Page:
Running Create ML Style Transfer Models in an iOS Camera Application

Build an artistic camera and see how it performs on the A13 Bionic chip’s neural engine

Style transfer is a very popular deep learning task that lets you change an image’s composition by applying the visual style of another image.

From building artistic photo editors to giving a new look to your game designs through state-of-the-art themes, there are plenty of amazing things you can build with neural style transfer models. It’s also can be handy or data augmentation.

At WWDC 2020, Create ML (Apple’s model building framework) got a big boost with the inclusion of style transfer models. Though it’s shipped with the Xcode 12 update, you’ll need macOS Big Sur (in beta at the time of writing) to train style transfer models.

A First Look at Create ML’s Style Transfer

Create ML has now unlocked the potential to train style transfer models right from your MacBook. You can train both image and video style transfer convolutional neural networks, with the latter using only a limited set of convolution filters to make it optimized for real-time image processing.

To get started, you need three things:

  • A styling image (also called a style reference image). Typically, you can use famous paintings or abstract art images to let your model learn and impart the style from. In our case, we’ll be using a pencil sketch image in our first model (check the screenshot below).
  • A validation image that helps visualize model quality during the training process.
  • Dataset of content images that act as our training data. To get optimal results, it’s best to work with a directory of images similar to ones you’d use while running inference.

In this article, I’ll be using this celebrity image dataset as our content images.

Here’s a glimpse at how my Create ML style transfer settings tab looked before training the model.

The validation image below shows real-time style transfer applied at each iteration interval. Here’s a glimpse of it:

It’s worth noting that the style loss and content loss graphs are indicators for understanding the balance between the style and content images. Typically, the style loss should decrease over time, showing that the neural network is learning to adopt the artistic traits of the style image.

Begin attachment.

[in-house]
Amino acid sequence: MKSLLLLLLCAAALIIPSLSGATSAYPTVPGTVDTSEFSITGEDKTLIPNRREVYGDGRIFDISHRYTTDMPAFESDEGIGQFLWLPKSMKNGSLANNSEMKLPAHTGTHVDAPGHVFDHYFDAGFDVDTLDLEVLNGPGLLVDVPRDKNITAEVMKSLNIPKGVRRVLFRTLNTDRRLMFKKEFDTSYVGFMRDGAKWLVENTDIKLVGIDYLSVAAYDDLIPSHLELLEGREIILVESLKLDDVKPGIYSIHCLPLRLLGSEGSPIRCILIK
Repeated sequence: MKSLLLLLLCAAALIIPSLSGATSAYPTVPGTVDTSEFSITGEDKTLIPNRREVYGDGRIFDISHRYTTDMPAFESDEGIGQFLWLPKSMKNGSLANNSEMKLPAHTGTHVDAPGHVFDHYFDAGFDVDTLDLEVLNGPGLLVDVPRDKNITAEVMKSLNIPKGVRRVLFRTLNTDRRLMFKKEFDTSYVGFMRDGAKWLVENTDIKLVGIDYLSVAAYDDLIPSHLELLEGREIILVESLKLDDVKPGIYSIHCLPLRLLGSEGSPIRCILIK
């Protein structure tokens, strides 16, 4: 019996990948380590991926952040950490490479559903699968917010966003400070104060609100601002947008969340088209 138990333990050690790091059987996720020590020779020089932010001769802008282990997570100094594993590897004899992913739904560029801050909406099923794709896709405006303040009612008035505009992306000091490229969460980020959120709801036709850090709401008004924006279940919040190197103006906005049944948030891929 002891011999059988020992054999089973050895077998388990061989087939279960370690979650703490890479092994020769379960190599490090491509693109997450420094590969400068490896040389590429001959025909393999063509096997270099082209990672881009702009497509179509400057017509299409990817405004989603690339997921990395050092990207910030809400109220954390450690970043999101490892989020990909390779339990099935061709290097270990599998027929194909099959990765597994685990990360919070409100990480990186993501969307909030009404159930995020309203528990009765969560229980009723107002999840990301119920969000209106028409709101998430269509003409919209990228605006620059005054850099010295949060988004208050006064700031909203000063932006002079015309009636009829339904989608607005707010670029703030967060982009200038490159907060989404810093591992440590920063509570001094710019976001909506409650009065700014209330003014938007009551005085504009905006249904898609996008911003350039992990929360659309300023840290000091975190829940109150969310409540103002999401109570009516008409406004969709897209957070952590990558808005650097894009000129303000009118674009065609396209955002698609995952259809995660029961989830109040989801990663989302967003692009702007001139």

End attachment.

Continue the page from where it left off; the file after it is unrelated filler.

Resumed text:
While the default model parameters work great, Create ML allows us to customize them for specific use cases.

The low style strength parameter tuned only the parts of the background with the style image, thereby keeping the primary subject intact. At the same time, setting the style strength parameter to high would impart more style textures on the edges of the image.

Similarly, coarse style density uses high-level details of the style image (such models are trained much faster), whereas fine density lets the model learn minute details.

Create ML style transfer models train with a default number of iterations set to 500, which is ideal for most use cases. Iterations are the number of batches needed to complete one epoch. One epoch equals one training cycle of the entire dataset. For example, if the training dataset consists of 500 images and the batch size is 50, it indicates that 10 iterations will complete one epoch (note: Create ML model training doesn’t tell you the batch size).

This year, Create ML also introduced a new feature called model snapshots. These allow us to capture intermediate Core ML models during training and export them into your apps. However, models used from snapshots aren’t optimized for size and are significantly larger than the ones generated on training completion (specifically, the snapshots I took had Core ML model sizes in the range of 5–6 MB, whereas the final model size was 596 KB).

The following gif shows one such example, where I’ve compared model snapshot results across different iterations:

Do note how on one of the images, the style isn’t composed on the complete image. This is because the styling image used was of a smaller size. Hence, the network wasn’t able to learn enough style information, causing the composed image to be of sub-par quality.

Ideally, having a minimum size of 512 px for the style image will ensure good results.